the operating costs associated with power and cooling. Scalable memory
solutions increase the affordability of the technology to a wider range of
applications and will drive market growth.
DRAM and Flash technologies will co-exist with disk systems and
address the performance and reliability constraints of rotational media. The
unanswered question is: "How will each of these technologies best be used?"
Is Disk emulation the only solution? Why connect to DRAM via a slow disk
attachment interface like Fiber Channel? DRAM has read and write latencies so
low that it can be used as an extension of server memory. Flash reduces the need
for duplicate data copies by dramatically accelerating read-only storage. It is
not clear whether emulating the 4K blocks of hard disks is the most efficient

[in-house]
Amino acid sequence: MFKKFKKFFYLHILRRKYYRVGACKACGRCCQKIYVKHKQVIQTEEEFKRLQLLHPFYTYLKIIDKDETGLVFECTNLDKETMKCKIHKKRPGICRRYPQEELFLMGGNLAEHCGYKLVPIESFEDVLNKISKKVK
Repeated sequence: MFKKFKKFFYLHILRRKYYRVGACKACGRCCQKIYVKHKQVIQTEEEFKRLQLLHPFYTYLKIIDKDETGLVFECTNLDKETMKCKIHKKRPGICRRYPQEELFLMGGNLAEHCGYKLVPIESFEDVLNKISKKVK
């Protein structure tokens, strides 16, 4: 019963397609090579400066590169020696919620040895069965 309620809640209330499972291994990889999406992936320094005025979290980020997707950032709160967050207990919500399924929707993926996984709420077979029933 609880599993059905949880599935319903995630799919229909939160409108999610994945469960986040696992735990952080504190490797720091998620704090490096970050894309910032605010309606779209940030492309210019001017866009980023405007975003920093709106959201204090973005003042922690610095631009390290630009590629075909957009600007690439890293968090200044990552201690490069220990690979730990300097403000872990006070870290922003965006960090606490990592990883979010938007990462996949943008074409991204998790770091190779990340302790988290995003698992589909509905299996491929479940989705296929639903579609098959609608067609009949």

long term use of solid state technologies.
Violin has designed memory appliances to maximize the technical
benefits of DRAM and Flash technologies either separately or in combination.
DRAM and Flash are installed as high-density plug-in modules. Both disk
emulation and other APIs are supported as configuration options. The objective
is to enable the enterprise with optimal solutions that meet their specific
needs, for a broad range of applications.
In summary, "Solid State Drives" is too limiting a term for
the market segment. Emulating a spinning disk is a not a great aspiration for
solid state technologies, which are radically higher performing. Then again, car
engines are still measured in horse power!
|Solid Data Systems has 14
years experience supplying RAM
SSDs for enterprise speedups. In 2007 they joined the terabyte SSD club and
announced lower price / capacity products.|
|Hard / Flash
/ RAM Disk Performance in Databases|
by Wade Tuma, founder and